The meaning of “consequential damages” – as always, it depends on the context

Further evidence that English courts are taking a thoroughly pragmatic line with commercial exemption clauses comes from Sir Jeremy Cooke’s decision a few days ago in the shipbuilding case of Star Polaris LLC v HHIC-PHIL Inc [2016] EWHC 2941 (Comm). A new-built vessel still under guarantee suffered engine failure, found to be partly due to construction defects which were the yard’s responsibility. In the light of this finding the yard’s liability for the cost of rectification was not in issue, this being expressly allowed under the terms of its builder’s guarantee. What was disputed was a further claim by the buyers for a residual diminution in value of the vessel allegedly caused by the construction problems. The building was under the venerable SAJ form, which had it been left unaltered would under Art.IX have answered the question unequivocally in the yard’s favour (“The guarantee contained as hereinabove … replaces and excludes any other liability, guarantee, warranty and/or condition imposed or implied by the law …”). But, for reasons unclear, this clause did not appear. The yard, therefore, was thrown back on another provision in Art.IX, excluding liability for “consequential or special losses, damages or expenses”. The yard said that the alleged diminution in value was clearly consequential on the damage directly suffered and was therefore still excluded.

The buyers riposted with a mention of a number of other cases in a non-shipbuilding context, which had construed references to consequential losses as covering merely damages not immediately foreseeable and thus outside the first limb of Hadley v Baxendale (1854) 9 Ex 341. Since in the present case diminution in value had been eminently foreseeable (their argument went), it followed that there was no objection to the present claim.

The arbitrators were not impressed, and neither was the judge. Even with the stripped-down version of the SAJ that the parties had chosen to use, and even accepting the potential applicability of the contra proferentem rule in the context of commercial contracts, the context of the contract made it clear that the guarantee provision was intended to provide a complete code for the determination of the parties’ rights and liabilities, and thus that any further liabilities were to be excluded. And quite rightly too, in our respectful submission. The intention evident in a contract as a whole, rather than any minute interpretation of the words the parties chose to include or exclude, still less any mechanical exercise in substitution of words, ought to govern where interpretation is in issue.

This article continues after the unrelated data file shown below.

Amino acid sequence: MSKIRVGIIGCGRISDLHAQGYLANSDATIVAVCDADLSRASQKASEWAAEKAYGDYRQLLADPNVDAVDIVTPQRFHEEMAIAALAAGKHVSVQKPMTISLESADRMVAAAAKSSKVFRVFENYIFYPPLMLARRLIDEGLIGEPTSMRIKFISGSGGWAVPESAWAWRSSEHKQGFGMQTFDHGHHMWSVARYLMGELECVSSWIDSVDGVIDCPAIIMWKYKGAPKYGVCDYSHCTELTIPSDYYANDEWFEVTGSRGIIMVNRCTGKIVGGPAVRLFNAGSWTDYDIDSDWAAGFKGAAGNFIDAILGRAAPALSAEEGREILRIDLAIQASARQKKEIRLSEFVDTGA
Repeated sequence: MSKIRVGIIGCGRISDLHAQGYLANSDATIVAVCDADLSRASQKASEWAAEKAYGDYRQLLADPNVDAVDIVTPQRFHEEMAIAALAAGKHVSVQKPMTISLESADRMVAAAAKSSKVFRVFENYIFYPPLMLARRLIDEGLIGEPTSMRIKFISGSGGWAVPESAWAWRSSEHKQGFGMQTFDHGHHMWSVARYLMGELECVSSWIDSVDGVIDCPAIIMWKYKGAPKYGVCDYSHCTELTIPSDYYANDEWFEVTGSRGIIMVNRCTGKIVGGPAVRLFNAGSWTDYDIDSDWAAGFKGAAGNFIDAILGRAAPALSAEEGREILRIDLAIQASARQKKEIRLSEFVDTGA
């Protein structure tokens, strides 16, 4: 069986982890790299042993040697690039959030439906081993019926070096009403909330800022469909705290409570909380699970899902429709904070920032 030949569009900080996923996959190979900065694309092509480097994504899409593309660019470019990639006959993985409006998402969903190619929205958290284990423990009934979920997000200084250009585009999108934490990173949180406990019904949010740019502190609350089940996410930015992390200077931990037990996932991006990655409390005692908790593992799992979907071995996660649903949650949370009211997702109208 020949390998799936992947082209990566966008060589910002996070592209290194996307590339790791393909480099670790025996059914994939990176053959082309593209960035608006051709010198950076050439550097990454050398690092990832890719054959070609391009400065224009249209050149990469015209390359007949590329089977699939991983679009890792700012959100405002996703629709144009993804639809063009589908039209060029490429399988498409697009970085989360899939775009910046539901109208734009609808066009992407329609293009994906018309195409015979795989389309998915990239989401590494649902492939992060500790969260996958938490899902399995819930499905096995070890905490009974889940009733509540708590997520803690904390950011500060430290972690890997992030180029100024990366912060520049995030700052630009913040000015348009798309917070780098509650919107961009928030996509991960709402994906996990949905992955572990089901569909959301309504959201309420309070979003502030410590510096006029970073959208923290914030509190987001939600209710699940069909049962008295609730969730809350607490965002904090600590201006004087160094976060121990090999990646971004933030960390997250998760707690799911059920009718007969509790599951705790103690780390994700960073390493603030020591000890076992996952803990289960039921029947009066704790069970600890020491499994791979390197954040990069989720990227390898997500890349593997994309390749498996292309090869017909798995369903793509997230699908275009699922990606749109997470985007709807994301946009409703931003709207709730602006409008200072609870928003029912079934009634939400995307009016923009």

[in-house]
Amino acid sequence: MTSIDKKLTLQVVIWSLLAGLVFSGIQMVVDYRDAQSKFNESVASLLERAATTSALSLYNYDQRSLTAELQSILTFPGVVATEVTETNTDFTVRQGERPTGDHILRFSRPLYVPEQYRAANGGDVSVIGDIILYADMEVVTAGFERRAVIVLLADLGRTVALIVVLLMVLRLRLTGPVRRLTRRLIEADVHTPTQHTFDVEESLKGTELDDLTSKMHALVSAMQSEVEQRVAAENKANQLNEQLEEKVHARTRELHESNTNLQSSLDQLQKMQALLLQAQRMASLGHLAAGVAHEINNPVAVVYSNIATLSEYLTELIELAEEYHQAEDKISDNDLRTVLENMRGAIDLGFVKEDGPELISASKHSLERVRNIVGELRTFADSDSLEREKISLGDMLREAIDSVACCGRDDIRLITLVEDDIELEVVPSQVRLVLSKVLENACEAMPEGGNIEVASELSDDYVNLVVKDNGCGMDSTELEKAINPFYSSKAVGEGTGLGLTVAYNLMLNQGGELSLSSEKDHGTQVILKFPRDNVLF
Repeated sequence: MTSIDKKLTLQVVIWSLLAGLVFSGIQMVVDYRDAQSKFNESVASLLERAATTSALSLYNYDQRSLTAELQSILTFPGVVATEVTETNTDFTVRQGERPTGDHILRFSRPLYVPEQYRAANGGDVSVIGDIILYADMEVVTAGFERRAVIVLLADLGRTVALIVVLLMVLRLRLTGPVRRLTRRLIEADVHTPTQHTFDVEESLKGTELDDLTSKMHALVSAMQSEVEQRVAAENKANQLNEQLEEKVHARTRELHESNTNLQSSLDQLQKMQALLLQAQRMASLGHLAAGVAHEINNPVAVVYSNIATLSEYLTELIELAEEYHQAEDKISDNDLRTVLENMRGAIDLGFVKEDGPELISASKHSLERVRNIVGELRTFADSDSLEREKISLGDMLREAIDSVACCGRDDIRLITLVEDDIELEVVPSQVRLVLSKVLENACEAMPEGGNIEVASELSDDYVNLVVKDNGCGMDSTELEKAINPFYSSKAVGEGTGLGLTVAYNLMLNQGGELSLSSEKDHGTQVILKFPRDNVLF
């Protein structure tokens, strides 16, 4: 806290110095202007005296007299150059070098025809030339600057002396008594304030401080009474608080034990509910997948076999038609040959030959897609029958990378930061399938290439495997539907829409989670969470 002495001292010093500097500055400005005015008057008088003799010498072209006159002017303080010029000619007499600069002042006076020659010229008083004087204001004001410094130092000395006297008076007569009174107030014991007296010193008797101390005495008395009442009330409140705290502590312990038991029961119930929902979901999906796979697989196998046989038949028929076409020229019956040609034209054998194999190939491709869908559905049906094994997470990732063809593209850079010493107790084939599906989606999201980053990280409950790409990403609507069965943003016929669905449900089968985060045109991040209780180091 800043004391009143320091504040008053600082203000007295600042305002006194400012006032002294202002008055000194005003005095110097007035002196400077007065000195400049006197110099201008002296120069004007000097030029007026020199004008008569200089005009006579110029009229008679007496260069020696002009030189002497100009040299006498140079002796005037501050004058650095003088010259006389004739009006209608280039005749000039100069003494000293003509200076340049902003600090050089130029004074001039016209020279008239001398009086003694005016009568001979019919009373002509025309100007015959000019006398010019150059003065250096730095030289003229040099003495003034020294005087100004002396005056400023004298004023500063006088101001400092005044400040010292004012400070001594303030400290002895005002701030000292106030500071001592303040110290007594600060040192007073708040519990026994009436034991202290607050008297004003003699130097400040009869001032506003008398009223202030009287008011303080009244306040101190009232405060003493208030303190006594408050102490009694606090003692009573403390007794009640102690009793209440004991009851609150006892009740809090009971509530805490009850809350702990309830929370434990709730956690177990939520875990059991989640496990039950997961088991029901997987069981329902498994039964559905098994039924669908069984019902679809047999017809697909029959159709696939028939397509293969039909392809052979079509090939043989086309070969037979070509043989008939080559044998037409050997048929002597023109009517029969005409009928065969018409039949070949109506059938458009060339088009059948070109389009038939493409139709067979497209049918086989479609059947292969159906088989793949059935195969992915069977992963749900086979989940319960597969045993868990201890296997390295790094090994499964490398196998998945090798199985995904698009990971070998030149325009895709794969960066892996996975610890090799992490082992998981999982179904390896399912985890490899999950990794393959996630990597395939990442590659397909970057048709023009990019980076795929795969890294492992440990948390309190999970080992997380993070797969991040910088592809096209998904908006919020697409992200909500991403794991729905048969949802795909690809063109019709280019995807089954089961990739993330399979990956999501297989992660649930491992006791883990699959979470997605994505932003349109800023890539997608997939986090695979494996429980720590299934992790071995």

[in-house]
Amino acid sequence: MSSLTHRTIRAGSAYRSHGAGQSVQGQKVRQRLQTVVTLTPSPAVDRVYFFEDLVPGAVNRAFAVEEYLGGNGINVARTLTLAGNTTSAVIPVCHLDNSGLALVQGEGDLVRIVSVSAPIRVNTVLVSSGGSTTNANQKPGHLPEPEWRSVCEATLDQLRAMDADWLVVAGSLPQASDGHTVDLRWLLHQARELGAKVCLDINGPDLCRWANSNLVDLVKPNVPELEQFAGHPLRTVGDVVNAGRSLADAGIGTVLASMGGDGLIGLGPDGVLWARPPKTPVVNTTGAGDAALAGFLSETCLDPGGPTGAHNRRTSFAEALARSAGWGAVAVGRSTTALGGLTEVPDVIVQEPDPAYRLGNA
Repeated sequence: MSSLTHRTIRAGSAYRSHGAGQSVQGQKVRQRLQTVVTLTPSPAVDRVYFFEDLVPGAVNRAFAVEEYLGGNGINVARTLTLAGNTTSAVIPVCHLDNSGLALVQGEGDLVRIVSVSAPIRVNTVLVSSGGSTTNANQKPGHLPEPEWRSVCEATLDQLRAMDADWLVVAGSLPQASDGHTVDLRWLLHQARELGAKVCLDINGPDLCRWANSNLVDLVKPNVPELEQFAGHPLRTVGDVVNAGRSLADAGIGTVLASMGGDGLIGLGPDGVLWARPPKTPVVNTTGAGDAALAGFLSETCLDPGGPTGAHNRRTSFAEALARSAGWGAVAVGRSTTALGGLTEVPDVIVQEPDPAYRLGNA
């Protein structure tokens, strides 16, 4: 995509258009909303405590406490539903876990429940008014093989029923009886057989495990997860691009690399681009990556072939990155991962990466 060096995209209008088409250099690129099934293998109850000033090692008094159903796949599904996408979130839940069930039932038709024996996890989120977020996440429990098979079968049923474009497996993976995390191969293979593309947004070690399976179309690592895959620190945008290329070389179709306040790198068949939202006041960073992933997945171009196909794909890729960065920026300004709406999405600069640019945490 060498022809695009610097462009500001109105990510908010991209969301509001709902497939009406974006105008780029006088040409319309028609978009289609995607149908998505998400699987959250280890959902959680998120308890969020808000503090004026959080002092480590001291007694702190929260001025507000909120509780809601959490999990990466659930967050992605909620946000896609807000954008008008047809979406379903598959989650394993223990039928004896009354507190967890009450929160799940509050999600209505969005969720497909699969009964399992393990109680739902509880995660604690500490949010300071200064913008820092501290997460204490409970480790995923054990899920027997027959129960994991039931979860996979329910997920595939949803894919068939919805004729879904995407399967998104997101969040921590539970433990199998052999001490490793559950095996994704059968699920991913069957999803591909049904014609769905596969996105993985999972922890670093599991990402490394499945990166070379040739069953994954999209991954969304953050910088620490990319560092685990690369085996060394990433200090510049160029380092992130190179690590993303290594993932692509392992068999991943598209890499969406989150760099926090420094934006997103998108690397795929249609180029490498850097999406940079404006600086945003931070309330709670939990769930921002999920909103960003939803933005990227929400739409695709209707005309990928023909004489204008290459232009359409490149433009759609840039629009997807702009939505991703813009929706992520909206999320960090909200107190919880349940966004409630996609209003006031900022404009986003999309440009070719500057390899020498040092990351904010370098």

Published by

Professor Andrew Tettenborn

Professor Andrew Tettenborn joined Swansea Law School and the Institute of International Shipping and Trade Law in 2010 having previously taught at the universities of Exeter (Bracton Professor of Law 1996-2010), Nottingham and Cambridge. Professor Tettenborn is a well-known scholar both in common law and continental jurisdictions. He has held visiting positions at Melbourne University, the University of Connecticut and at Case Law School, Cheveland, Ohio. He is author and co-author of books on torts, damages and maritime law, and of numerous articles and chapters on aspects of common law, commercial law and restitution.

One thought on “The meaning of “consequential damages” – as always, it depends on the context”

Leave a Reply